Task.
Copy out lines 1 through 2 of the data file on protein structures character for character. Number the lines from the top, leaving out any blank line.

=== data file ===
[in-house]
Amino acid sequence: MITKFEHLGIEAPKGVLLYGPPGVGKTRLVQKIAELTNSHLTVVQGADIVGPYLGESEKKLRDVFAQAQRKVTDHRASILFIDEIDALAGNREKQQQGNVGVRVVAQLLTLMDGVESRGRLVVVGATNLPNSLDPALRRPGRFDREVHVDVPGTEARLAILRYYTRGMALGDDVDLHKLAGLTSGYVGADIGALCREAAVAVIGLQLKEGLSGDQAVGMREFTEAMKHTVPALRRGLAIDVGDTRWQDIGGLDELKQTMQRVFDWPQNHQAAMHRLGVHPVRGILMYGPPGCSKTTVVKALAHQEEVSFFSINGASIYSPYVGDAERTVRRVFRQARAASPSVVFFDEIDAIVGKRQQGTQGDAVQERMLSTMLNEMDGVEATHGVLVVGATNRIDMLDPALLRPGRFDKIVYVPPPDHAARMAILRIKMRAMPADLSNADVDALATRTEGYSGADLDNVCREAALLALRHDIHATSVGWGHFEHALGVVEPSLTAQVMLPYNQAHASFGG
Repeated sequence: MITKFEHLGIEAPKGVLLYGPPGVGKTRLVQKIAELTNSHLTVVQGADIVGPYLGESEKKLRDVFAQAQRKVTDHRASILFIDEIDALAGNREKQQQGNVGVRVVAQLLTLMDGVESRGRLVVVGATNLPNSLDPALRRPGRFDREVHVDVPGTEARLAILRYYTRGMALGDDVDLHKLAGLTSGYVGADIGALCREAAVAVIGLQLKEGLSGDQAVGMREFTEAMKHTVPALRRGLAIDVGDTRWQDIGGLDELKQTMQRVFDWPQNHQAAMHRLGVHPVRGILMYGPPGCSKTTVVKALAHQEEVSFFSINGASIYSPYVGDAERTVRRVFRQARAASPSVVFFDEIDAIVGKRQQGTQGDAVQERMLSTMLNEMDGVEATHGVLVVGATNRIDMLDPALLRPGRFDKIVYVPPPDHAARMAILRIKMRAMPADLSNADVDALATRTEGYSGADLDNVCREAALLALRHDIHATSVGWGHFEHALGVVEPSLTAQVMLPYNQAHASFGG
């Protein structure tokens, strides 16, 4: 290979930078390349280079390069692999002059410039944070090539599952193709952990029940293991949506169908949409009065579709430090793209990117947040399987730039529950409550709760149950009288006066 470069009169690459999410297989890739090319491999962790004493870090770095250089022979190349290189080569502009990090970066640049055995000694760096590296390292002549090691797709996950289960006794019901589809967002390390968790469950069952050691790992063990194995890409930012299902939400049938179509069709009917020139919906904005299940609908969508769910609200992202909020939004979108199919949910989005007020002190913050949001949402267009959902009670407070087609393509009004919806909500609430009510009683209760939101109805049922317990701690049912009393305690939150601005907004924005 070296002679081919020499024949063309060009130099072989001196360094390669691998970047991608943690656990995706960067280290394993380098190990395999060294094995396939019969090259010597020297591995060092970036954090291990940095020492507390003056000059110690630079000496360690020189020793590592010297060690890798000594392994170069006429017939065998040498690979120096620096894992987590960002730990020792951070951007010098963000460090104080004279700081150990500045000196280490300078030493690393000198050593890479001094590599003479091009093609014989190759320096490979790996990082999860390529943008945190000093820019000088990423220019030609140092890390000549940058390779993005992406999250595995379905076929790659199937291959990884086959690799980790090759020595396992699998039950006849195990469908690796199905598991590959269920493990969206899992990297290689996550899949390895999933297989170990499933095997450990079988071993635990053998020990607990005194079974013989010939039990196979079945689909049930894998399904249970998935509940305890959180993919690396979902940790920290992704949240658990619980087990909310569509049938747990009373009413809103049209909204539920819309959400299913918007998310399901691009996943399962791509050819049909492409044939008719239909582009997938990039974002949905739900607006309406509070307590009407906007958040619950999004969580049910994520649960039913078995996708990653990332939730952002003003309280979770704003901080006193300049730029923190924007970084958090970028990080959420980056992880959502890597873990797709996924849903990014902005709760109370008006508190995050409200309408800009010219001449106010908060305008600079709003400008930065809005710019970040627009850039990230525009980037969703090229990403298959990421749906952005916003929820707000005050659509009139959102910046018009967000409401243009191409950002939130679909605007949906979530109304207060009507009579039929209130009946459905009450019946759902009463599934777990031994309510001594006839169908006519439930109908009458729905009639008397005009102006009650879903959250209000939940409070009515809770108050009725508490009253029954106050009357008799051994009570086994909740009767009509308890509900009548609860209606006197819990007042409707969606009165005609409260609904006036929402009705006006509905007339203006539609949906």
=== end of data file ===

[in-house]
Amino acid sequence: MITKFEHLGIEAPKGVLLYGPPGVGKTRLVQKIAELTNSHLTVVQGADIVGPYLGESEKKLRDVFAQAQRKVTDHRASILFIDEIDALAGNREKQQQGNVGVRVVAQLLTLMDGVESRGRLVVVGATNLPNSLDPALRRPGRFDREVHVDVPGTEARLAILRYYTRGMALGDDVDLHKLAGLTSGYVGADIGALCREAAVAVIGLQLKEGLSGDQAVGMREFTEAMKHTVPALRRGLAIDVGDTRWQDIGGLDELKQTMQRVFDWPQNHQAAMHRLGVHPVRGILMYGPPGCSKTTVVKALAHQEEVSFFSINGASIYSPYVGDAERTVRRVFRQARAASPSVVFFDEIDAIVGKRQQGTQGDAVQERMLSTMLNEMDGVEATHGVLVVGATNRIDMLDPALLRPGRFDKIVYVPPPDHAARMAILRIKMRAMPADLSNADVDALATRTEGYSGADLDNVCREAALLALRHDIHATSVGWGHFEHALGVVEPSLTAQVMLPYNQAHASFGG